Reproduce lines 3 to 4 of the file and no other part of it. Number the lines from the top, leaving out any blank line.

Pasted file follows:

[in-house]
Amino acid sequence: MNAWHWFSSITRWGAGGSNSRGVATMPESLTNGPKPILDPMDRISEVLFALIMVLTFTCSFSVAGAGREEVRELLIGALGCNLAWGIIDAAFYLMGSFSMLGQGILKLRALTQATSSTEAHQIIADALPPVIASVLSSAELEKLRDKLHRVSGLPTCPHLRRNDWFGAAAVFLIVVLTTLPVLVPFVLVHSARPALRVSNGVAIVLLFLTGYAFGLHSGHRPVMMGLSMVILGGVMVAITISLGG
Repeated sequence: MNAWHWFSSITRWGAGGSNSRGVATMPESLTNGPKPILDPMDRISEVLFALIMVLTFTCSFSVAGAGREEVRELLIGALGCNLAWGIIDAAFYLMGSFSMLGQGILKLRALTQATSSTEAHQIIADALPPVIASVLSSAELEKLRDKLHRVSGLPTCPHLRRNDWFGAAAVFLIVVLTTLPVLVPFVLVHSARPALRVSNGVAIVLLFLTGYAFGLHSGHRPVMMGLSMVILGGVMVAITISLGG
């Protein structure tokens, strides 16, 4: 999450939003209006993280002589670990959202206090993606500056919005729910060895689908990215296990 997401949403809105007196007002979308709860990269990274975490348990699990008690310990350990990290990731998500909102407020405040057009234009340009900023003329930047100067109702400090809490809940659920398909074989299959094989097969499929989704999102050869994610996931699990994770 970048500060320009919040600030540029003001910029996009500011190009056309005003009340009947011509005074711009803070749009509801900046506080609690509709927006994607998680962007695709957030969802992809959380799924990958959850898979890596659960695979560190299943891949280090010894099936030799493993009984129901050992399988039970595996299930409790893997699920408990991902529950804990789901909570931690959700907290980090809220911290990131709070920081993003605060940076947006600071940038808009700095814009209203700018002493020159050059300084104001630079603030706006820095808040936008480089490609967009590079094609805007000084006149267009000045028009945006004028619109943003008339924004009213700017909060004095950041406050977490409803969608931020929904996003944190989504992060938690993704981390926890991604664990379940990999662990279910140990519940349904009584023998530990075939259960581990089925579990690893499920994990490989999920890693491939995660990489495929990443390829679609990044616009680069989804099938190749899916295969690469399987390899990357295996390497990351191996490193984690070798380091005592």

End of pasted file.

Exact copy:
Repeated sequence: MNAWHWFSSITRWGAGGSNSRGVATMPESLTNGPKPILDPMDRISEVLFALIMVLTFTCSFSVAGAGREEVRELLIGALGCNLAWGIIDAAFYLMGSFSMLGQGILKLRALTQATSSTEAHQIIADALPPVIASVLSSAELEKLRDKLHRVSGLPTCPHLRRNDWFGAAAVFLIVVLTTLPVLVPFVLVHSARPALRVSNGVAIVLLFLTGYAFGLHSGHRPVMMGLSMVILGGVMVAITISLGG
């Protein structure tokens, strides 16, 4: 999450939003209006993280002589670990959202206090993606500056919005729910060895689908990215296990 997401949403809105007196007002979308709860990269990274975490348990699990008690310990350990990290990731998500909102407020405040057009234009340009900023003329930047100067109702400090809490809940659920398909074989299959094989097969499929989704999102050869994610996931699990994770 970048500060320009919040600030540029003001910029996009500011190009056309005003009340009947011509005074711009803070749009509801900046506080609690509709927006994607998680962007695709957030969802992809959380799924990958959850898979890596659960695979560190299943891949280090010894099936030799493993009984129901050992399988039970595996299930409790893997699920408990991902529950804990789901909570931690959700907290980090809220911290990131709070920081993003605060940076947006600071940038808009700095814009209203700018002493020159050059300084104001630079603030706006820095808040936008480089490609967009590079094609805007000084006149267009000045028009945006004028619109943003008339924004009213700017909060004095950041406050977490409803969608931020929904996003944190989504992060938690993704981390926890991604664990379940990999662990279910140990519940349904009584023998530990075939259960581990089925579990690893499920994990490989999920890693491939995660990489495929990443390829679609990044616009680069989804099938190749899916295969690469399987390899990357295996390497990351191996490193984690070798380091005592």